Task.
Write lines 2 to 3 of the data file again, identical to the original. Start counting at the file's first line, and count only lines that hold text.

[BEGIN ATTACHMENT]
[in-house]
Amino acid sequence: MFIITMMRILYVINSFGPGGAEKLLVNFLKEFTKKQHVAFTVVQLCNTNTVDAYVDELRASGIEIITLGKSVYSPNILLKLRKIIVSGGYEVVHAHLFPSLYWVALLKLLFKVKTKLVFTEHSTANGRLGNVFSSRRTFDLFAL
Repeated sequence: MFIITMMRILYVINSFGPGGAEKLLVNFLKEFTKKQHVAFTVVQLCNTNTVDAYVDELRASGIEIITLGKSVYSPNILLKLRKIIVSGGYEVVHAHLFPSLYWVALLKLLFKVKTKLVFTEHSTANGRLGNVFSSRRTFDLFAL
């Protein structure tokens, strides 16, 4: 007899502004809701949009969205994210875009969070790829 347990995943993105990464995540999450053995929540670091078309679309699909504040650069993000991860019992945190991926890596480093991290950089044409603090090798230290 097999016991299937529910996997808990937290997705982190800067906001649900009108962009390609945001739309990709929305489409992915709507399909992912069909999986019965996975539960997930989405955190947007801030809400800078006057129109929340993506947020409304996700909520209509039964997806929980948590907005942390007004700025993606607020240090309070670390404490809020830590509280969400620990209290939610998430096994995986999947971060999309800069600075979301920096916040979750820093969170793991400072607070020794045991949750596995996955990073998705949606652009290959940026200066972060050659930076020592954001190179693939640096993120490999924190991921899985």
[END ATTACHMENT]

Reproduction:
Amino acid sequence: MFIITMMRILYVINSFGPGGAEKLLVNFLKEFTKKQHVAFTVVQLCNTNTVDAYVDELRASGIEIITLGKSVYSPNILLKLRKIIVSGGYEVVHAHLFPSLYWVALLKLLFKVKTKLVFTEHSTANGRLGNVFSSRRTFDLFAL
Repeated sequence: MFIITMMRILYVINSFGPGGAEKLLVNFLKEFTKKQHVAFTVVQLCNTNTVDAYVDELRASGIEIITLGKSVYSPNILLKLRKIIVSGGYEVVHAHLFPSLYWVALLKLLFKVKTKLVFTEHSTANGRLGNVFSSRRTFDLFAL